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Chart your course

Need answers? Check out this guide for chart meanings

Q: I always thought that military training routes (MTR) were identified by either three or four numbers, depending on altitude. How can you explain IR20, IR50, IR51, and IR56 on the Miami sectional?

A: Good question. For review, military training routes at or below 1,500 feet agl (with no segment above 1,500 feet) are identified by four-digit numbers such as VR1007. These routes are generally developed for flight under visual flight rules (VFR). Routes above 1,500 feet agl (some segments of these routes may be below 1,500 feet) are identified by three or fewer digit numbers such as IR21 or IR302. These routes are developed for flight under instrument flight rules (IFR).

Routes numbered from 1 to 99 are actually 001 to 099, and are shown as IR1 or IR99, eliminating the initial zeros. MTRs can vary in width from four to 16 miles; however, detailed width information is not depicted on the navigation charts.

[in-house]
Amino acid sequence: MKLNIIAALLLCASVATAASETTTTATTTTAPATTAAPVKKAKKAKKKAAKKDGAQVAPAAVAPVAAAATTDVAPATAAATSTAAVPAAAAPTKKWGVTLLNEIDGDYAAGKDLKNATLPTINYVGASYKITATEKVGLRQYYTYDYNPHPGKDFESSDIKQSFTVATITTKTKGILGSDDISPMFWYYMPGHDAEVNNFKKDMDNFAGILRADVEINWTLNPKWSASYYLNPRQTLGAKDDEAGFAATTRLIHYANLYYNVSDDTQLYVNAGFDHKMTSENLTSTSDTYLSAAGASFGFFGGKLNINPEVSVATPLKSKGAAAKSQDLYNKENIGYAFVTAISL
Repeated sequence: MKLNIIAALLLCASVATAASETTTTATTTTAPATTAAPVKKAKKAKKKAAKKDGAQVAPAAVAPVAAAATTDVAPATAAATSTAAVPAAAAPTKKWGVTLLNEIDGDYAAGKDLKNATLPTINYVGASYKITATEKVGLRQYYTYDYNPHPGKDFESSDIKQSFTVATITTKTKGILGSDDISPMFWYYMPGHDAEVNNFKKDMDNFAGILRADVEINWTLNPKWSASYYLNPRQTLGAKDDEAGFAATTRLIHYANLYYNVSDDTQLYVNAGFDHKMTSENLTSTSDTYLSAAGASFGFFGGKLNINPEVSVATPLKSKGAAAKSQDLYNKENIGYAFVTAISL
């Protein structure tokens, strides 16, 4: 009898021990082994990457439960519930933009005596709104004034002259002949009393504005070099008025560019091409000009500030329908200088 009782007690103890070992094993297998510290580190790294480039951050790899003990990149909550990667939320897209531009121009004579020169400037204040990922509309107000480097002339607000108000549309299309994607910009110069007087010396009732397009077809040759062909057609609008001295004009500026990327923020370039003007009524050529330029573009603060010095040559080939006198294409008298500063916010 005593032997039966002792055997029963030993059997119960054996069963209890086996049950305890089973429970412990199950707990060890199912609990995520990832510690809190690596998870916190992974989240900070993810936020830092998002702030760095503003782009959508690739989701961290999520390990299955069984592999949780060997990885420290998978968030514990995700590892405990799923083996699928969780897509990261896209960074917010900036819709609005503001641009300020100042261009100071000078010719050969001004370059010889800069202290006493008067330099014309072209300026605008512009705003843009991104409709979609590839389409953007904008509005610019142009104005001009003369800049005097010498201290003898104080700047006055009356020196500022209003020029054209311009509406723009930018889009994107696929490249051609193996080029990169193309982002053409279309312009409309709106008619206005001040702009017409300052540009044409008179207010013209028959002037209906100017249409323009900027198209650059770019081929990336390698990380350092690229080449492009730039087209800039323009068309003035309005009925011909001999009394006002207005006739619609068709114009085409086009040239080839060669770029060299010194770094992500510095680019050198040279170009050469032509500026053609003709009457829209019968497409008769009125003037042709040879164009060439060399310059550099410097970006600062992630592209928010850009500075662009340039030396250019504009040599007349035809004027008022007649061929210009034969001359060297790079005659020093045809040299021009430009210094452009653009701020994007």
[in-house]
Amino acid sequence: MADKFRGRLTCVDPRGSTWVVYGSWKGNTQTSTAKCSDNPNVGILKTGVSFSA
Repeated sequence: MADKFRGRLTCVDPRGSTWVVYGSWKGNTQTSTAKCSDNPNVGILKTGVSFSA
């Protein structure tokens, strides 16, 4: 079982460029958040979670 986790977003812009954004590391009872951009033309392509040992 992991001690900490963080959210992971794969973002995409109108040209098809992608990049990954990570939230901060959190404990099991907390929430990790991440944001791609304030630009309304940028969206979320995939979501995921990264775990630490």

Most important is the real lesson to be learned here: The AOPA Pilot Information Center regularly receives calls from members who see an unfamiliar symbol on a navigation chart and, upon reviewing the chart legend, still cannot find the answer. My go-to resource for all these questions is the free FAA book Aeronautical Chart Users’ Guide, which can be downloaded from

This guide describes every single mark, line, symbol, and detail you will find on sectional charts, IFR en route charts, and instrument approach procedures. When you cannot find what you are looking for elsewhere, open this guide and you will absolutely find the answer. If it’s on a chart, it’s in this guide. Use it to your advantage.

Craig Brown is a senior aviation technical specialist in the AOPA Pilot Information Center. [email protected]

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